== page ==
Question :
Consider the following python2 code
In [5]: points = [ (1,2), (2,3)]
In [6]: min(points, key=lambda (x, y): (x*x + y*y))
Out[6]: (1, 2)
This is not supported in python3 and I have to do the following:
>>> min(points, key=lambda p: p[0]*p[0] + p[1]*p[1])
(1, 2)
This is very ugly. If the lambda was a function, I could do
def some_name_to_think_of(p):
x, y = p
return x*x + y*y
Removing this feature in python3 forces the code to either do the ugly way(with magic indexes) or create unnecessary functions(The most bothering part is to think of good names for these unnecessary functions)
I think the feature should be added back at least to lambdas alone. Is there a good alternative?
Update: I am using the following helper extending the idea in the answer
def star(f):
return lambda args: f(*args)
min(points, key=star(lambda x,y: (x*x + y*y))
Update2: A cleaner version for star
import functools
def star(f):
@functools.wraps(f):
def f_inner(args):
return f(*args)
return f_inner
Answer #1:
No, there is no other way. You covered it all. The way to go would be to raise this issue on the Python ideas mailing list, but be prepared to argue a lot over there to gain some traction.
Actually, just not to say “there is no way out”, a third way could be to implement one more level of lambda calling just to unfold the parameters – but that would be at once more inefficient and harder to read than your two suggestions:
min(points, key=lambda p: (lambda x,y: (x*x + y*y))(*p))
update Python 3.8
As of now, Python 3.8 alpha1 is available, and PEP 572 assignment expressions are implemented.
So, if one uses a trick to execute multiple expressions inside a lambda – I usually do that by creating a tuple and just returning the last component of it, it is possible to do:
>>> a = lambda p:(x:=p[0], y:=p[1], x ** 2 + y ** 2)[1]
>>> a((3,4))
25
One should keep in mind that this kind of code will seldom be more readable or practical than having a full function. Still, there are possible uses – if there are various oneliners that would operate on this point
, it could be worth to have a namedtuple, and use the assignment expression to effectively “cast” the incoming sequence to the namedtuple:
>>> from collections import namedtuple
>>> point = namedtuple("point", "x y")
>>> b = lambda s: (p:=point(*s), p.x ** 2 + p.y ** 2)[1]
Answer #2:
According to http://www.python.org/dev/peps/pep3113/ tuple unpacking are gone, and 2to3
will translate them like so:
As tuple parameters are used by lambdas because of the single
expression limitation, they must also be supported. This is done by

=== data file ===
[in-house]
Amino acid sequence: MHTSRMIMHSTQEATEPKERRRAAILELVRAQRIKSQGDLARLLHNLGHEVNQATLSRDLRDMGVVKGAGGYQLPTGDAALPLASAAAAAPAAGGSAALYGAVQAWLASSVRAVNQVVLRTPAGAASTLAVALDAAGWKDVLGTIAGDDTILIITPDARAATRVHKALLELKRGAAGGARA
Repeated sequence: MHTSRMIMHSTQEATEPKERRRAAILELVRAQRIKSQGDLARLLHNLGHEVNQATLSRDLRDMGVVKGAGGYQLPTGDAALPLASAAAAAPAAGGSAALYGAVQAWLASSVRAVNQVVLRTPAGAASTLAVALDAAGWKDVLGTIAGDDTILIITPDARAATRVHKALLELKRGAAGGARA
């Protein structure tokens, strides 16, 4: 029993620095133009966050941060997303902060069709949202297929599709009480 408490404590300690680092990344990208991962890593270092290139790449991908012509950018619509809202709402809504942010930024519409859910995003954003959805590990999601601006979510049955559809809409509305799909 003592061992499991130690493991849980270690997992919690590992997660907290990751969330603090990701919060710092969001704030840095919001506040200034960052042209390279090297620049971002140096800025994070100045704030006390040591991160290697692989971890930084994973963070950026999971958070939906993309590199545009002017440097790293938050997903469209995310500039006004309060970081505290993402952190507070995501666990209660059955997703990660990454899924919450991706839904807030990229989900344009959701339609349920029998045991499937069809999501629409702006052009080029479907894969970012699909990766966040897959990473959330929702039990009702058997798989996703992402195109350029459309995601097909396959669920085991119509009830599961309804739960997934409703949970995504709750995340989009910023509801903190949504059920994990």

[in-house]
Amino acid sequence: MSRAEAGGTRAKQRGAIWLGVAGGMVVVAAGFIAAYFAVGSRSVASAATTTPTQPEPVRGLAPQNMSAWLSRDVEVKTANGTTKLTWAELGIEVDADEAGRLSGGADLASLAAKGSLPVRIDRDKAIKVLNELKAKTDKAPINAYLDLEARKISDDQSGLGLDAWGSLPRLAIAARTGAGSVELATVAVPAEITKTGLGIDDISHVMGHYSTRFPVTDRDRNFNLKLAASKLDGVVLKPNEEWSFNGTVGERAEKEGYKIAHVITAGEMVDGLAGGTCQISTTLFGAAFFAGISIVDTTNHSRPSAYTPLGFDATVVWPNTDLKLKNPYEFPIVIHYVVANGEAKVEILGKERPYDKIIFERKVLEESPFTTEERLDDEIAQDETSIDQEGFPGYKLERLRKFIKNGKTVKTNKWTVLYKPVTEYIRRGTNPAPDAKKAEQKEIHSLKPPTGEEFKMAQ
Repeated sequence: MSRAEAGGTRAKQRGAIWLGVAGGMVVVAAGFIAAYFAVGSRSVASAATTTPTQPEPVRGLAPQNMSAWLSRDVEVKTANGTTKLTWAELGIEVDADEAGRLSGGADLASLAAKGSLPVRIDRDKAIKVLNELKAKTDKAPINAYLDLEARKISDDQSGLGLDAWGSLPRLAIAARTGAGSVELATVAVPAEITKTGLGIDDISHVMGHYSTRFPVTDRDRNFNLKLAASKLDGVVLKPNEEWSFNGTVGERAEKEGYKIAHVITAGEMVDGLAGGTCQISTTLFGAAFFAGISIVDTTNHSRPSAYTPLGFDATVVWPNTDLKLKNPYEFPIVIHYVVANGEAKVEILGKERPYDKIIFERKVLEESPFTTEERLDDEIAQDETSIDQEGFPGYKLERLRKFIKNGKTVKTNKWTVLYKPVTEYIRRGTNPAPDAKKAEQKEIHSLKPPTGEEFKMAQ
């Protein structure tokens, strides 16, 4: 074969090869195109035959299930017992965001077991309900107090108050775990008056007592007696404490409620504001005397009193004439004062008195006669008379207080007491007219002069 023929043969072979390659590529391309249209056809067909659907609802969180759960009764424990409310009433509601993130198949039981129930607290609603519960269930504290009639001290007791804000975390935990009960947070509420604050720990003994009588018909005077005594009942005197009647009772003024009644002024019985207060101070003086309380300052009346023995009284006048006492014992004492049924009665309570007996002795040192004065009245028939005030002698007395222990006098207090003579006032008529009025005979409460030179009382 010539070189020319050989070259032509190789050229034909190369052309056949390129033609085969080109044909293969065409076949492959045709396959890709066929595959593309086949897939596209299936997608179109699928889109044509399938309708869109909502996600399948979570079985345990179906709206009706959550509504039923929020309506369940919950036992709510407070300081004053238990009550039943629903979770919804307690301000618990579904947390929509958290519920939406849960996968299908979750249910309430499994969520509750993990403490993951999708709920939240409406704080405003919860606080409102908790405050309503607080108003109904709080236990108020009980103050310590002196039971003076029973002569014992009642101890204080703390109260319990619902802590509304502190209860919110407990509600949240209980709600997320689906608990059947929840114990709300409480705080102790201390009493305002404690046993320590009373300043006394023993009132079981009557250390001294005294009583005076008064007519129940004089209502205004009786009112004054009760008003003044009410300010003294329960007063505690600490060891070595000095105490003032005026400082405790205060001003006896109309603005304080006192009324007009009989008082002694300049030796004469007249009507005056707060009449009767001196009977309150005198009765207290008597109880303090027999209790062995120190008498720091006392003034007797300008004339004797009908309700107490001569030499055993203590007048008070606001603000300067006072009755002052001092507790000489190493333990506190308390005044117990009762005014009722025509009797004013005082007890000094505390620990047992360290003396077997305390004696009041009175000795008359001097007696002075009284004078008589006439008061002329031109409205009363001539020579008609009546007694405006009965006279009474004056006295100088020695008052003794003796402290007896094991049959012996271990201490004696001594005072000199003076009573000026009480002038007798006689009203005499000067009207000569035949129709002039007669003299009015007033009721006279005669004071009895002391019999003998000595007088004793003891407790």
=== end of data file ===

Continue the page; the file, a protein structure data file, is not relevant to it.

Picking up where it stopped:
having the expected sequence argument bound to a single parameter and
then indexing on that parameter:
lambda (x, y): x + y
will be translated into:
lambda x_y: x_y[0] + x_y[1]
Which is quite similar to your implementation.
Answer #3:
I don’t know any good general alternatives to the Python 2 arguments unpacking behaviour. Here’s a couple of suggestion that might be useful in some cases:

if you can’t think of a name; use the name of the keyword parameter:
def key(p): # more specific name would be better x, y = p return x**2 + y**3 result = min(points, key=key)

you could see if a
namedtuple
makes your code more readable if the list is used in multiple places:from collections import namedtuple from itertools import starmap points = [ (1,2), (2,3)] Point = namedtuple('Point', 'x y') points = list(starmap(Point, points)) result = min(points, key=lambda p: p.x**2 + p.y**3)
Answer #4:
While the destructuring arguments was removed in Python3, it was not removed from comprehensions. It is possible to abuse it to obtain similar behavior in Python 3. In essence, we take advantage of the fact that coroutines allow us to turn functions inside out, and yield is not a statement, and hence is allowed within lambdas.
For example:
points = [(1,2), (2,3)]
print(min(points, key=lambda y: next(x*x + y*y for x,y in (lambda a: (yield a))(y))))
In comparison with the accepted answer of using a wrapper, this solution is able to completely destructure the arguments while the wrapper only destructures the first level. That is,
values = [(('A',1),'a'), (('B',0),'b')]
print(min(values, key=lambda y: next(b for (a,b),c in (lambda x: (yield x))(y))))
In comparison to
values = [(('A',1),'a'), (('B',0),'b')]
print(min(points, key=lambda p: (lambda a,b: (lambda x,y: (y))(*a))(*p)))
Alternatively one can also do
values = [(('A',1),'a'), (('B',0),'b')]
print(min(points, key=lambda y: next(b for (a,b),c in [y])))
Or slightly better
print(min(values, key=lambda y: next(b for ((a,b),c) in (y,))))
This is just to suggest that it can be done, and should not be taken as a recommendation.
Answer #5:
I think the better syntax is x * x + y * y let x, y = point
, let
keyword should be more carefully chosen.
The double lambda is the closest version.
lambda point: (lambda x, y: x * x + y * y)(*point)
High order function helper would be useful in case we give it a proper name.
def destruct_tuple(f):
return lambda args: f(*args)
destruct_tuple(lambda x, y: x * x + y * y)
Answer #6:
Based on Cuadue suggestion and your comment on unpacking still being present in comprehensions, you can use, using numpy.argmin
:
result = points[numpy.argmin(x*x + y*y for x, y in points)]
Answer #7:
Another option is to write it into a generator producing a tuple where the key is the first element. Tuples are compared starting from beginning to end so the tuple with the smallest first element is returned. You can then index into the result to get the value.
min((x * x + y * y, (x, y)) for x, y in points)[1]
Answer #8:
Consider whether you need to unpack the tuple in the first place:
min(points, key=lambda p: sum(x**2 for x in p))
or whether you need to supply explicit names when unpacking:
min(points, key=lambda p: abs(complex(*p))